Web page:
Joseph Levenson Prize – Pre-1900 and Post-1900
The Merlin Foundation, established by the late Audrey Sheldon, has provided for the two awards, one for works whose main focus is on China before 1900 and the other for works on post-1900 China. The prizes will be awarded to the English-language books that make the greatest contribution to increasing understanding of the history, culture, society, politics, or economy of China. In keeping with the broad scholarly interests of Joseph Levenson, special consideration will be given to books that, through comparative insights or groundbreaking research, promote the relevance of scholarship on China to the wider world of intellectual discourse
The AAS China and Inner Asia Council will offer two $1,000 Joseph Levenson Prizes for nonfiction scholarly books on China published in 2020.
$1,000 – Pre-1900 prize winner
$1,000 – Post-1900 prize winner
Guidelines for Submission
- Works in all disciplines and in all periods of Chinese history are eligible, but anthologies, edited works, and pamphlets will not be considered.
- Only books bearing a copyright date of 2020 will be eligible for the 2022 awards.
- Publishers must complete the book nomination form. Each press may nominate a maximum of three books per Levenson Prize competition (pre-1900 and post-1900 are separate competitions).
- Only publishers may nominate books.
- Upon receipt of a completed nomination form, publishers will be provided with addresses for prize committee members. A copy of each entry, clearly labeled “Joseph Levenson Prize,” must be sent to each member of the appropriate committee.
Nominations must be received by July 15, 2021 to be eligible for the 2022 awards.
Patricia Ebrey (Chair)
University of Washington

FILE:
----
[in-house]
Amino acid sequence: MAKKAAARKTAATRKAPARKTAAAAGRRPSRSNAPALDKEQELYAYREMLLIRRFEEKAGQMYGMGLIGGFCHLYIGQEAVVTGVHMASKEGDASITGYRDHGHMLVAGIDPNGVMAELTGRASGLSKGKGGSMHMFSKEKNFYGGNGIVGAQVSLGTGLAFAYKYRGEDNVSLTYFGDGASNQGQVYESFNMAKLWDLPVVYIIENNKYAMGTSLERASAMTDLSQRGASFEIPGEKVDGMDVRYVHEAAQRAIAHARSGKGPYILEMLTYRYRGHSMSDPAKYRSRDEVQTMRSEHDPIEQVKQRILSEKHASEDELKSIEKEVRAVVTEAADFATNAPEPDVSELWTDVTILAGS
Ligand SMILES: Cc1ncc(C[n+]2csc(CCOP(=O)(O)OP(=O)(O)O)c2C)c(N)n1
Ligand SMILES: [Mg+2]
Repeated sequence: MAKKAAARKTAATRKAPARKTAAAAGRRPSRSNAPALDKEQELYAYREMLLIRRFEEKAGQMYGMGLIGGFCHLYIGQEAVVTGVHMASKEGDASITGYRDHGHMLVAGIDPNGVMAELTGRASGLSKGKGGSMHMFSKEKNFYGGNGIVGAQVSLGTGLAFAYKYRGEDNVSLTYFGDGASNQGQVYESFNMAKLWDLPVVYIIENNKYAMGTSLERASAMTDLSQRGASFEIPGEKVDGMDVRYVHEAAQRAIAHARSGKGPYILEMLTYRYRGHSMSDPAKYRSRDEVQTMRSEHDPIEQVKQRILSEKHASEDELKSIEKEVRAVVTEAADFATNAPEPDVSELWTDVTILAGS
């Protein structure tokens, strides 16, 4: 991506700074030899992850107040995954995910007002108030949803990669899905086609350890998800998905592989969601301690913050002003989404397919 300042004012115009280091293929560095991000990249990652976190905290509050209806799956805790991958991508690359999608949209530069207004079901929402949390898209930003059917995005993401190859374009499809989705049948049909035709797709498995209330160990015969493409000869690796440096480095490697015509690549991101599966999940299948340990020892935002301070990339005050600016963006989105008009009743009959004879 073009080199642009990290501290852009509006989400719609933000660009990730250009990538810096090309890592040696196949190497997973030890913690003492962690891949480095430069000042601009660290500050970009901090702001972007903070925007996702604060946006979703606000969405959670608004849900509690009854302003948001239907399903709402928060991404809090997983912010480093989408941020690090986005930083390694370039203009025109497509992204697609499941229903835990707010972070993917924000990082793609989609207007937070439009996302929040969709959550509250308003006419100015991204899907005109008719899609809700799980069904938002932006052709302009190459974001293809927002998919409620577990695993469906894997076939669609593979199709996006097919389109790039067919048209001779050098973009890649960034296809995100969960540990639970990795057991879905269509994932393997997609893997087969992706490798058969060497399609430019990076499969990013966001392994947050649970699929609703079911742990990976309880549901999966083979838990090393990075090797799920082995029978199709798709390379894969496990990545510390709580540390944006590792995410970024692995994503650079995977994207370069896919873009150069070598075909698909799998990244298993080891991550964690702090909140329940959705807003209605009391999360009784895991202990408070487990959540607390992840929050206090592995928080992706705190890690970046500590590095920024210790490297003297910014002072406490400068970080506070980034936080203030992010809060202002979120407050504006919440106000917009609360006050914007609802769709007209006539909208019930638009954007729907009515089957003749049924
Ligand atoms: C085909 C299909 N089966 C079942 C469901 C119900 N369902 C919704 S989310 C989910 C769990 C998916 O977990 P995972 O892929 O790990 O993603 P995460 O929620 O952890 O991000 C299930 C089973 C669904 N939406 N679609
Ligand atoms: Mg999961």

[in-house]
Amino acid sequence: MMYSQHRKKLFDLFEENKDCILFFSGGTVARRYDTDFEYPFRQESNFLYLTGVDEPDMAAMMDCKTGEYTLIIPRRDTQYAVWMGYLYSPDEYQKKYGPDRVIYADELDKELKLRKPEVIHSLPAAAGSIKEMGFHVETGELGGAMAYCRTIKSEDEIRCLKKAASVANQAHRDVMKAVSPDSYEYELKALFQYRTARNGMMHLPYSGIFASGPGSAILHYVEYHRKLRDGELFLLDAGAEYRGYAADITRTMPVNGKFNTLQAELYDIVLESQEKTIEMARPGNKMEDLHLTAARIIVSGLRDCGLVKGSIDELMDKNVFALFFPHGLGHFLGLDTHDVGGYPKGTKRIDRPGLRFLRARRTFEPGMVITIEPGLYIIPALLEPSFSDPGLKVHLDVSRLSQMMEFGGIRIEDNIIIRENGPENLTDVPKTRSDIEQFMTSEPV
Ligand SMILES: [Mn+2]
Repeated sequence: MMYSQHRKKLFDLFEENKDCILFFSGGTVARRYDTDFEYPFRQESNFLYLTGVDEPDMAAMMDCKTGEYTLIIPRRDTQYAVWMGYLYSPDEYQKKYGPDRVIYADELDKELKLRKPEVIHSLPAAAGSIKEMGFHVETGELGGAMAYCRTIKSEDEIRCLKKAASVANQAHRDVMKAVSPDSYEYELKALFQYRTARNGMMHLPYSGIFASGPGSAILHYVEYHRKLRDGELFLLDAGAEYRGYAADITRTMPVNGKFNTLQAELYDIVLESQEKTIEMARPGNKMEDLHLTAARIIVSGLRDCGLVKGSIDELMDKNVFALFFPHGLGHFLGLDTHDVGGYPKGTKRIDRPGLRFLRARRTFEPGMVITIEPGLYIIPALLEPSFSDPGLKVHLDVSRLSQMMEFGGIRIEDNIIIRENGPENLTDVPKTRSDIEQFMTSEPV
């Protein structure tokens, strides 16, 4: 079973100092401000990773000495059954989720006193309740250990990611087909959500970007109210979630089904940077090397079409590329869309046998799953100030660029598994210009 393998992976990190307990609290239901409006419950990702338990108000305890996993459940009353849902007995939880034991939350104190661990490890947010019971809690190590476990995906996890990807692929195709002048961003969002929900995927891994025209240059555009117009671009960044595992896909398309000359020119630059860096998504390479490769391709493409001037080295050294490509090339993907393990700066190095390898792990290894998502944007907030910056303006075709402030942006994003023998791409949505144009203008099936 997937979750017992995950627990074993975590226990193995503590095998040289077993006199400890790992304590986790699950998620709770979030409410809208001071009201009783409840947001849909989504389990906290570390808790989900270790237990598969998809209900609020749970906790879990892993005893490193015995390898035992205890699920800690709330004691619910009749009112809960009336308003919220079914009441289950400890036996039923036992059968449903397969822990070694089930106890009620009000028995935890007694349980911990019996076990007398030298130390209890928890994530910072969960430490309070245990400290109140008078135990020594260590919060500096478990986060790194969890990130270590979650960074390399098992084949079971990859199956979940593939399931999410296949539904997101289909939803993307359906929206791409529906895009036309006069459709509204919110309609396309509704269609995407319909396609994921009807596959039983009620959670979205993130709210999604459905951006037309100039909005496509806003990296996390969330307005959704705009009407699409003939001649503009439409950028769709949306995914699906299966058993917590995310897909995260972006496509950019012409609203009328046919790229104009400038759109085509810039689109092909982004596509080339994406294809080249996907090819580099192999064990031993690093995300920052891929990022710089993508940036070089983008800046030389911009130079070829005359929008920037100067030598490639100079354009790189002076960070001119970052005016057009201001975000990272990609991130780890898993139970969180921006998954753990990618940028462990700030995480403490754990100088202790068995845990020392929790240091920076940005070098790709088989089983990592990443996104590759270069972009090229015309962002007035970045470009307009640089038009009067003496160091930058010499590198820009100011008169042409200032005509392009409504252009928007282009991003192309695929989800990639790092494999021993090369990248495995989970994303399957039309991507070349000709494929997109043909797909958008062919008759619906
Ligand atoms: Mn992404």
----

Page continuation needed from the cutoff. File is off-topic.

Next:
University of Oxford
Fabio Lanza (Chair)
University of Arizona
London School of Economics
University of Chicago
Pre-1900 Winner and Citation
Stephen Owen, Just a Song: Chinese Lyrics from the Eleventh and Early Twelfth Centuries. Harvard University Asia Center, 2019.
In Just a Song, Stephen Owen writes a fascinating account of the making of the canon and the history of Chinese song lyric (ci) with a nuanced analysis of the roles of author and gender. Over the eleventh and twelfth centuries, songs were transitioned from party performance pieces to serious literature. In the process, they were moved along a spectrum from romantic songs almost entirely interpreted by female performers to works of poetry on “serious” subjects written by men. Innumerable romantic songs in a female voice were also penned by men. Owen writes a detailed cautionary tale about canon formation, in contradistinction to the trend of establishing a canon of song lyrics furthered by more traditional scholarship. He shows how the history of song lyrics was reconstructed in the twelfth century after many were unmoored from their original authorship. He explores how early editions of song lyrics were transmitted and altered and highlights the importance of female singers in the collection and attribution of songs. With the great Su Shi, song lyrics began to be read as literature, while his followers engaged with issues of sensibility and artfulness. Owen’s unmatched skills as a translator show in the emotional richness he captures and conveys in dozens of his translations of song lyrics.
Pre-1900 Honorable Mentions
Post-1900 Winner and Citation
Joel Andreas, Disenfranchised: The Rise and Fall of Industrial Citizenship in China. Oxford University Press, 2019.
In Disenfranchised: The Rise and Fall of Industrial Citizenship in China, Joel Andreas traces the epic story of workers’ struggles to achieve at least partial control over their labor and their workplace in the last decades of the Mao era. He frames these struggles along the two axes of industrial citizenship (the privileges and rights guaranteed by the work-unit system) and autonomy (the ability to organize and take collective action). Under Mao, industrial citizenship was expanded but workers never reached a level of autonomy that allowed them to place constraints over management. The economic reforms since the 1980s marked the collapse of industrial citizenship, massively curtailing not only workers’ welfare and security, but also their political power. Through a skillful use of oral and archival sources, Andreas tells, in rich details, a tale of enfranchisement and disenfranchisement: the rise and collapse of the political figure of the industrial worker, a tale that has profound resonance in the present, in China and globally.